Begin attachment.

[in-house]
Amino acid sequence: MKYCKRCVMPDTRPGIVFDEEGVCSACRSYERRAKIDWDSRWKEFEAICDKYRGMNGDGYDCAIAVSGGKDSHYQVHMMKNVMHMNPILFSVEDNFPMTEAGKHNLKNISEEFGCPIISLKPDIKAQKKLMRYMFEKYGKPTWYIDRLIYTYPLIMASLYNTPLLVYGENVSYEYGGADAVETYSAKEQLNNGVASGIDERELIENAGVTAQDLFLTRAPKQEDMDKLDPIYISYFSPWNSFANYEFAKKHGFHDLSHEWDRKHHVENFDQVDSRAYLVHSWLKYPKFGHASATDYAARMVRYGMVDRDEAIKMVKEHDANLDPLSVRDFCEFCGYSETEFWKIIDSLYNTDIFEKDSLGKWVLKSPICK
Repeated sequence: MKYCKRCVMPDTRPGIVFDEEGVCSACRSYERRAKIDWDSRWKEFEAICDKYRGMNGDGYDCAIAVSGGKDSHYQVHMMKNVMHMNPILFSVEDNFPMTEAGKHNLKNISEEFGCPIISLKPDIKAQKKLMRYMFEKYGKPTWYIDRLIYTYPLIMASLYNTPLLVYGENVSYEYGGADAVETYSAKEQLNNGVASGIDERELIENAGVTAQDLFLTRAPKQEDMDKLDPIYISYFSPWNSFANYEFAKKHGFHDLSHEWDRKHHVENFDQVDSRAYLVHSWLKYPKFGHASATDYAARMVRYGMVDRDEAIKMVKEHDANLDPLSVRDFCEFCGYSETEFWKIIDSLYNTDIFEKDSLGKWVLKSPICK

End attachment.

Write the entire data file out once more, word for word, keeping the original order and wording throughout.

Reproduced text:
[in-house]
Amino acid sequence: MKYCKRCVMPDTRPGIVFDEEGVCSACRSYERRAKIDWDSRWKEFEAICDKYRGMNGDGYDCAIAVSGGKDSHYQVHMMKNVMHMNPILFSVEDNFPMTEAGKHNLKNISEEFGCPIISLKPDIKAQKKLMRYMFEKYGKPTWYIDRLIYTYPLIMASLYNTPLLVYGENVSYEYGGADAVETYSAKEQLNNGVASGIDERELIENAGVTAQDLFLTRAPKQEDMDKLDPIYISYFSPWNSFANYEFAKKHGFHDLSHEWDRKHHVENFDQVDSRAYLVHSWLKYPKFGHASATDYAARMVRYGMVDRDEAIKMVKEHDANLDPLSVRDFCEFCGYSETEFWKIIDSLYNTDIFEKDSLGKWVLKSPICK
Repeated sequence: MKYCKRCVMPDTRPGIVFDEEGVCSACRSYERRAKIDWDSRWKEFEAICDKYRGMNGDGYDCAIAVSGGKDSHYQVHMMKNVMHMNPILFSVEDNFPMTEAGKHNLKNISEEFGCPIISLKPDIKAQKKLMRYMFEKYGKPTWYIDRLIYTYPLIMASLYNTPLLVYGENVSYEYGGADAVETYSAKEQLNNGVASGIDERELIENAGVTAQDLFLTRAPKQEDMDKLDPIYISYFSPWNSFANYEFAKKHGFHDLSHEWDRKHHVENFDQVDSRAYLVHSWLKYPKFGHASATDYAARMVRYGMVDRDEAIKMVKEHDANLDPLSVRDFCEFCGYSETEFWKIIDSLYNTDIFEKDSLGKWVLKSPICK